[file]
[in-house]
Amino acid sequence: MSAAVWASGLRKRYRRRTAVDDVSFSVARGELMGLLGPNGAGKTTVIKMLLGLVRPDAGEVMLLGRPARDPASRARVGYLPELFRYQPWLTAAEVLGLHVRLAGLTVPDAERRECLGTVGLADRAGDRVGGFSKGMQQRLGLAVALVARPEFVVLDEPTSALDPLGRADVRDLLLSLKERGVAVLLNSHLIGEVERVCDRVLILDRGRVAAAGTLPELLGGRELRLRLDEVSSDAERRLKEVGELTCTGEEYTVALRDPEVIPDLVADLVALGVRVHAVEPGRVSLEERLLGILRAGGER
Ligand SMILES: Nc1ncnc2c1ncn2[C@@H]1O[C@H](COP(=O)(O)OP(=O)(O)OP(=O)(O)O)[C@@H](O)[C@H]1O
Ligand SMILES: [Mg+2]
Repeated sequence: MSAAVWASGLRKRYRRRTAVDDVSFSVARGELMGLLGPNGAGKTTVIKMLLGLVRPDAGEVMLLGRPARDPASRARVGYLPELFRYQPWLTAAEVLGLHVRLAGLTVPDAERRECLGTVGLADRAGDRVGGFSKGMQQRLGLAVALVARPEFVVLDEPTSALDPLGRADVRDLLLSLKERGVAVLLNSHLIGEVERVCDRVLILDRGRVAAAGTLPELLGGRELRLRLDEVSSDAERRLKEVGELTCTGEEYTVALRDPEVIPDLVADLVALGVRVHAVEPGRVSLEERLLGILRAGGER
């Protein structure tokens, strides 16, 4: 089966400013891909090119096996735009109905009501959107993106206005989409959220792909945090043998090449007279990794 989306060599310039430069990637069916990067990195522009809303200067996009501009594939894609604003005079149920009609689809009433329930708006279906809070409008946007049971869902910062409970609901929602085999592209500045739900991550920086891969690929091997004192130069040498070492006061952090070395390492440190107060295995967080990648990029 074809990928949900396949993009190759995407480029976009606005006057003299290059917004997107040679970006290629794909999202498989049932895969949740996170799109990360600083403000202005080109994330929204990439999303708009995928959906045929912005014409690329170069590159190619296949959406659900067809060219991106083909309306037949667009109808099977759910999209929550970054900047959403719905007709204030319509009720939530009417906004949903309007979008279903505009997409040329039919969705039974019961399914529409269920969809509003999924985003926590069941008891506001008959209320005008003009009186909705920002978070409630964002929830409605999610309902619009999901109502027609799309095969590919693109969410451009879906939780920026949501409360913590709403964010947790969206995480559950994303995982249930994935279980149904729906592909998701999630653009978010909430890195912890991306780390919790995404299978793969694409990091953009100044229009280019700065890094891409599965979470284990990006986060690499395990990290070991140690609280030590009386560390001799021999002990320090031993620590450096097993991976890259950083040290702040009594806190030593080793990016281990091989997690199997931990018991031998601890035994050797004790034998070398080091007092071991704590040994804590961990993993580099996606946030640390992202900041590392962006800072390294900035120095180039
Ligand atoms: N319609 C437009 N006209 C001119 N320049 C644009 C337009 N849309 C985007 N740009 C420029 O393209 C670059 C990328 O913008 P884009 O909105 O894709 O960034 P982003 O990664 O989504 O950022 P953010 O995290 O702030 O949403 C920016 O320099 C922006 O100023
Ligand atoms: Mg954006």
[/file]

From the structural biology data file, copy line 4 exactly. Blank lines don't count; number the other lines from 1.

Ligand SMILES: [Mg+2]